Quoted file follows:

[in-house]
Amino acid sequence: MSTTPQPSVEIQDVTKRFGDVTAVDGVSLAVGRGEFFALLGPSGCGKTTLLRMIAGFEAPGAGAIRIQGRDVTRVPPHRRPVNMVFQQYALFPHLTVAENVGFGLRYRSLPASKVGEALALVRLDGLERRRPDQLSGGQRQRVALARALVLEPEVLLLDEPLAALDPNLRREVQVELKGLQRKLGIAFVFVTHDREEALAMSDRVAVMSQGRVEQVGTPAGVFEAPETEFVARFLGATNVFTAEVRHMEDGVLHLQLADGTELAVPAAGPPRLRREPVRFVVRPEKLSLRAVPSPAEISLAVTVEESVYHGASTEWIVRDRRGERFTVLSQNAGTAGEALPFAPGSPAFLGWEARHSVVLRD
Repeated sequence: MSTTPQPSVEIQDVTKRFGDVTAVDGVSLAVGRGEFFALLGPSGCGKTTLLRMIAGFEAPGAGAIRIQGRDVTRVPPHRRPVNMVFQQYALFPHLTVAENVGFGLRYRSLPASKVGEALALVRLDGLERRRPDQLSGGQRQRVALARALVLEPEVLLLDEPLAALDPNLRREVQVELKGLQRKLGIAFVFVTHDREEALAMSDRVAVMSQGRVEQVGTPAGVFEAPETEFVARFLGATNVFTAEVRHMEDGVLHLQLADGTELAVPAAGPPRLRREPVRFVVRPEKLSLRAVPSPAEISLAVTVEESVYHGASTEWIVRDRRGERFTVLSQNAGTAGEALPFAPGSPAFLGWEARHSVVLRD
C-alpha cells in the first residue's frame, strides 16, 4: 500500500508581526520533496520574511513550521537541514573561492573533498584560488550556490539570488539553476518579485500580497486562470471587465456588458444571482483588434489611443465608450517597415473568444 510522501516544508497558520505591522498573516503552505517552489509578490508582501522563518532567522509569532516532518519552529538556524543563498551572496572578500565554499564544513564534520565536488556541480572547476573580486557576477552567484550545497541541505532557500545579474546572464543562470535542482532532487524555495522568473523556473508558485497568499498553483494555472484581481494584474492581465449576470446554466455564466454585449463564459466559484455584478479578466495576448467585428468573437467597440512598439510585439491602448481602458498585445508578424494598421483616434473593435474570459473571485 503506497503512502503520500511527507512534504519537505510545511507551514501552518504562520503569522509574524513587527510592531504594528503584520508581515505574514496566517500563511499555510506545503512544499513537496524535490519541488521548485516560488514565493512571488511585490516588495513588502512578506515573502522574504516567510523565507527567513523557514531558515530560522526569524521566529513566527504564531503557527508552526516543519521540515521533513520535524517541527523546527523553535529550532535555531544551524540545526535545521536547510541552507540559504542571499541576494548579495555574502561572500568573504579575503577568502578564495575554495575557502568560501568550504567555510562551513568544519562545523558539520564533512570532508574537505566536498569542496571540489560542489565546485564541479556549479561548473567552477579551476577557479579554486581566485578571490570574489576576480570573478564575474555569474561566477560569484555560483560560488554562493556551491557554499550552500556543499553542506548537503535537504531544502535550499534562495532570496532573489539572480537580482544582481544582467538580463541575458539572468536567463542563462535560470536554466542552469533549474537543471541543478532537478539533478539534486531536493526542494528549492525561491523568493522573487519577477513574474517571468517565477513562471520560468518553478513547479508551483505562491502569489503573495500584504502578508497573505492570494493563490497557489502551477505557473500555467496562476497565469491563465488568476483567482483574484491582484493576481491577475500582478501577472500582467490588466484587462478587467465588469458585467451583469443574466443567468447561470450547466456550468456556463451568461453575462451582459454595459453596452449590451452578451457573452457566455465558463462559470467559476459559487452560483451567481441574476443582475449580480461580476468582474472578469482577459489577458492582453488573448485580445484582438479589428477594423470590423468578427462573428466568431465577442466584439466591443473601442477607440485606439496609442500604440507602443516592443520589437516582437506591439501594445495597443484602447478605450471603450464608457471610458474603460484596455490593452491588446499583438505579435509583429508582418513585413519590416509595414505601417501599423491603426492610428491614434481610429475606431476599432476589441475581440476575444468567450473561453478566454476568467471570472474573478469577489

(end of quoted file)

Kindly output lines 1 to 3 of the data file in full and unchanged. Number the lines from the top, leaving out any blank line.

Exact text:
[in-house]
Amino acid sequence: MSTTPQPSVEIQDVTKRFGDVTAVDGVSLAVGRGEFFALLGPSGCGKTTLLRMIAGFEAPGAGAIRIQGRDVTRVPPHRRPVNMVFQQYALFPHLTVAENVGFGLRYRSLPASKVGEALALVRLDGLERRRPDQLSGGQRQRVALARALVLEPEVLLLDEPLAALDPNLRREVQVELKGLQRKLGIAFVFVTHDREEALAMSDRVAVMSQGRVEQVGTPAGVFEAPETEFVARFLGATNVFTAEVRHMEDGVLHLQLADGTELAVPAAGPPRLRREPVRFVVRPEKLSLRAVPSPAEISLAVTVEESVYHGASTEWIVRDRRGERFTVLSQNAGTAGEALPFAPGSPAFLGWEARHSVVLRD
Repeated sequence: MSTTPQPSVEIQDVTKRFGDVTAVDGVSLAVGRGEFFALLGPSGCGKTTLLRMIAGFEAPGAGAIRIQGRDVTRVPPHRRPVNMVFQQYALFPHLTVAENVGFGLRYRSLPASKVGEALALVRLDGLERRRPDQLSGGQRQRVALARALVLEPEVLLLDEPLAALDPNLRREVQVELKGLQRKLGIAFVFVTHDREEALAMSDRVAVMSQGRVEQVGTPAGVFEAPETEFVARFLGATNVFTAEVRHMEDGVLHLQLADGTELAVPAAGPPRLRREPVRFVVRPEKLSLRAVPSPAEISLAVTVEESVYHGASTEWIVRDRRGERFTVLSQNAGTAGEALPFAPGSPAFLGWEARHSVVLRD